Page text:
Is your pharmacist being paid to share your name and information with drug companies’ advertising programs?
Oh, I’m sorry–with drug companies’ programs for “compliance and better lifestyles”?
A watchdog group in Australia has their eye on Pfizer thanks to payments made to pharmacists who enrolled patients in Pfizer’s “patient support” programs.
The group uncovered nearly 20 (or maybe more–we’re just talking those they know about) such programs by Big Pharma companies. How it works is, a pharmacy gets paid an administrative fee for signing a patient up for a program that allows the drug company to communicate “health messages” straight to patients.
And I’m pretty sure those health messages are more along the lines of “take more drugs!” than anything actually useful.
It was uncovered that Pfizer’s (uh)”educational” programs were paying out $7 a head to pharmacists who signed up patients. The group is obviously worried that such programs could affect the independence of pharmacists and unnecessarily sway patients toward a certain brand or maker of drugs.
Now, they’re looking for an explanation. They wrote to the company asking for an explanation of the “circumstances of the commercial arrangement to see if any aspect of it breaches the Therapeutic Goods Act.”
Under the Therapeutic Goods Act in Australia, companies are not allowed to market prescription medications that are subsidized under the country’s Pharmaceutical Benefits Scheme, which is available to people who are in Australia’s Medicare program.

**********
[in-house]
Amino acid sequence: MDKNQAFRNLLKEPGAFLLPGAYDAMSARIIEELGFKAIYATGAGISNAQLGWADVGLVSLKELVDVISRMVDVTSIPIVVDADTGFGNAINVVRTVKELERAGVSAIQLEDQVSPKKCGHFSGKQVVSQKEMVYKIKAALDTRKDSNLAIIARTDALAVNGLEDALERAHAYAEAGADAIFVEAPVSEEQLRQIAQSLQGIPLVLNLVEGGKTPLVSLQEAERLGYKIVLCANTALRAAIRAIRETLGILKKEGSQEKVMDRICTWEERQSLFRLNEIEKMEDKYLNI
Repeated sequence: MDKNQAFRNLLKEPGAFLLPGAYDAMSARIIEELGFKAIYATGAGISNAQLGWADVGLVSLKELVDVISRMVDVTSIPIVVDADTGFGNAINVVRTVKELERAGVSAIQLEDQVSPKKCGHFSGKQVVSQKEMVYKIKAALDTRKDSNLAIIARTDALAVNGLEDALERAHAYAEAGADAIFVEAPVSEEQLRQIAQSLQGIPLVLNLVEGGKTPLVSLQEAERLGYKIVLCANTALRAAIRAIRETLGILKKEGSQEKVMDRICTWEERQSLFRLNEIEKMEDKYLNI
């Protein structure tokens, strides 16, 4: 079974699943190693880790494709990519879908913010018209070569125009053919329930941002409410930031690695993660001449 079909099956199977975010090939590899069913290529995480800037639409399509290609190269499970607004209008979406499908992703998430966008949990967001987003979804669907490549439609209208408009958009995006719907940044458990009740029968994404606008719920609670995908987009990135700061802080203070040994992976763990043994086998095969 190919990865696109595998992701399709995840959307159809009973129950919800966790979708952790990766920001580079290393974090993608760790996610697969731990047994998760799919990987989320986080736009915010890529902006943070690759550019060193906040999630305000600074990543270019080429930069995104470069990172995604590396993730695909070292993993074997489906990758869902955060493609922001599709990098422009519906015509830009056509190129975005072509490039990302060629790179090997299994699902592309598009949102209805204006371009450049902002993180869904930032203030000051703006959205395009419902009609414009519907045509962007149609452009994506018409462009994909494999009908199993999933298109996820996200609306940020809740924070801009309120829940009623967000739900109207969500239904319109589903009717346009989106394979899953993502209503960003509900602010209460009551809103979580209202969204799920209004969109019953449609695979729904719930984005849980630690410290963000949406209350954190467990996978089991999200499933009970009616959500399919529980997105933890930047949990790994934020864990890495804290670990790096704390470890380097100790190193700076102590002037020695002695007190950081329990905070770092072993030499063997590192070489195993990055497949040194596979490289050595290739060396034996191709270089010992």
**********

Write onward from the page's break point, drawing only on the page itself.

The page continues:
Of course, Pfizer reps are saying that the program (which covers nine Pfizer products) has nothing to do with advertising or promotion. They’re all about promoting a better lifestyle–they’re just looking out for people here!
So why do they need to pay pharmacists to sign patients up for this program if it’s truly in the best interests of those patients? If it were so beneficial, wouldn’t the pharmacists be promoting the program of their own free will? And if it weren’t about marketing, would Pfizer truly be so pushy about paying for enrollment?
This criticism of the program brings up an important point–we’re supposed to trust our pharmacists. But if I know that my pharmacist (or doctor) is being paid to add me to a drug company’s mailing list, how much confidence can I really have in him?
Ms. O’Brien has written for Nutrition & Healing, Healthier Talk and a variety of other natural and alternative health outlets. She believes in the power of natural medicine and her goal is to open people’s eyes to the benefits of alternative and integrative medicine.
Christine is passionate about helping people help themselves without having to turn to harsh drugs or invasive surgeries.
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